- The Washington Times - Saturday, December 7, 2013

Although the jobless rate in November fell to its lowest level since he took office, President Obama called on Republican lawmakers Saturday to spend tens of billions on unemployment benefits that are set to expire this month.

“It shouldn’t be a partisan issue,” Mr. Obama said in his weekly address. But he said the “economic lifeline” is in jeopardy.

“All because Republicans in this Congress — which is on track to be the most unproductive in history — have so far refused to extend it” Mr. Obama said.

If Congress doesn’t act before lawmakers leave on their holiday break, about 1.3 million unemployed Americans will see their benefits run out. The nonpartisan Congressional Budget Office has estimated it would cost taxpayers about $26 billion to extend the benefits through next year.

The jobless rate in November dropped from 7.3 percent to 7 percent, its lowest level of Mr. Obama’s presidency. But the president said that’s no reason to cut off benefits for those still out of work.

“The hole that we’re still digging out of means that there are still millions of Americans looking for work — often because they’ve been laid off through no fault of their own,” Mr. Obama said. “These are people we know. They’re our friends and neighbors.”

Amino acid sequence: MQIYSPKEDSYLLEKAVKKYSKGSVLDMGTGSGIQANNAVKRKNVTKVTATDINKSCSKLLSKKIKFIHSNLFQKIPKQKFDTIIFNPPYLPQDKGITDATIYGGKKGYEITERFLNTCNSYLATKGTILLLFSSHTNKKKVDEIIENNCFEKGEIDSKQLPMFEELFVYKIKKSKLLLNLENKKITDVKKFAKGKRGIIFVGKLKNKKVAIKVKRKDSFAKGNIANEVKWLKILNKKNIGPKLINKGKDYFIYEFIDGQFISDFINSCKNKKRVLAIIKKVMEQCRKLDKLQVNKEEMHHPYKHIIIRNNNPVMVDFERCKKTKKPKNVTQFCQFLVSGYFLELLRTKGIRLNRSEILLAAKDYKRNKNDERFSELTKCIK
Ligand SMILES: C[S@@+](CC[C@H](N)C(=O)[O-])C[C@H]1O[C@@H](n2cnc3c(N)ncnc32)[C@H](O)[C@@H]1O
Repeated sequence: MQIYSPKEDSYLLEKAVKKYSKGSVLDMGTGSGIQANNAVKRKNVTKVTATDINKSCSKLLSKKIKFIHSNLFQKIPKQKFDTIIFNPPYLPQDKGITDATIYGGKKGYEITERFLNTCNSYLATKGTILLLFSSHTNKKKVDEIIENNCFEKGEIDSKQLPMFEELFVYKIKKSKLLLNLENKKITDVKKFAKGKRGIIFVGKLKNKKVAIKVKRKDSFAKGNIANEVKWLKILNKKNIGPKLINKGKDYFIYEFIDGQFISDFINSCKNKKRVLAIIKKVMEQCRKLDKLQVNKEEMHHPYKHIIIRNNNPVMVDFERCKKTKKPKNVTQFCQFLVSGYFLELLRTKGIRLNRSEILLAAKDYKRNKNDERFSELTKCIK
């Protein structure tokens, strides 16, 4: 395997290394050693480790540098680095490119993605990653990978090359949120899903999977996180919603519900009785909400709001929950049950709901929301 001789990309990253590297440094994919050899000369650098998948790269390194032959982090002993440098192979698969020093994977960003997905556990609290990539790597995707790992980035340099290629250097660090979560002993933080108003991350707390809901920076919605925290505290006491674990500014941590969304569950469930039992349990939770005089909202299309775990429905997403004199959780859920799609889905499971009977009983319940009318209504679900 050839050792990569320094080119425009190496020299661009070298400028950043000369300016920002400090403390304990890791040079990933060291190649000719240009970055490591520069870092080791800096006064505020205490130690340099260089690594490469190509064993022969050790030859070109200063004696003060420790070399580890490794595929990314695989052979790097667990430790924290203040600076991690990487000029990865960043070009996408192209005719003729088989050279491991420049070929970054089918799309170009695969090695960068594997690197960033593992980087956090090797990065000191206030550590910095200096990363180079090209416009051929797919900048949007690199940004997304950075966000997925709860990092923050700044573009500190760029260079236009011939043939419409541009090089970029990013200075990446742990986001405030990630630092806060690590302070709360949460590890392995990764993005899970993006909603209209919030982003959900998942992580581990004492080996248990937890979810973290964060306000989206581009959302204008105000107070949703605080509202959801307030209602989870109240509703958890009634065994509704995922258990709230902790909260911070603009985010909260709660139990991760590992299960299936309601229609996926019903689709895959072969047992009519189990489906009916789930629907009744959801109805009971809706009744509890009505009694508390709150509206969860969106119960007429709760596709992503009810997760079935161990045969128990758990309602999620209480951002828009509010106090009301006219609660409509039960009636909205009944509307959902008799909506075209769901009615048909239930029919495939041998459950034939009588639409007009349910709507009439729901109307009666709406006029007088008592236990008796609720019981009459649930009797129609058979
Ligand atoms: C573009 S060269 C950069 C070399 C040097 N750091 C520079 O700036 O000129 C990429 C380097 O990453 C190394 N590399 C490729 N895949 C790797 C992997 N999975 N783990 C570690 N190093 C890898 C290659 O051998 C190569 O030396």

SEE ALSO: As the unemployed wait, lawmakers debate about extended benefits

Congressional negotiators are closing in on a deal to end the so-called “sequester” budget cuts and increase spending in 2014. But so far the potential deal doesn’t include an extension of unemployment insurance.

Most economists say unemployment benefits help the economy because recipients spend the money quickly on daily household needs.

“If Congress refuses to act, it won’t just hurt families already struggling – it will actually harm our economy,” the president said. “Unemployment insurance is one of the most effective ways there is to boost our economy.”

• Dave Boyer can be reached at dboyer@washingtontimes.com.

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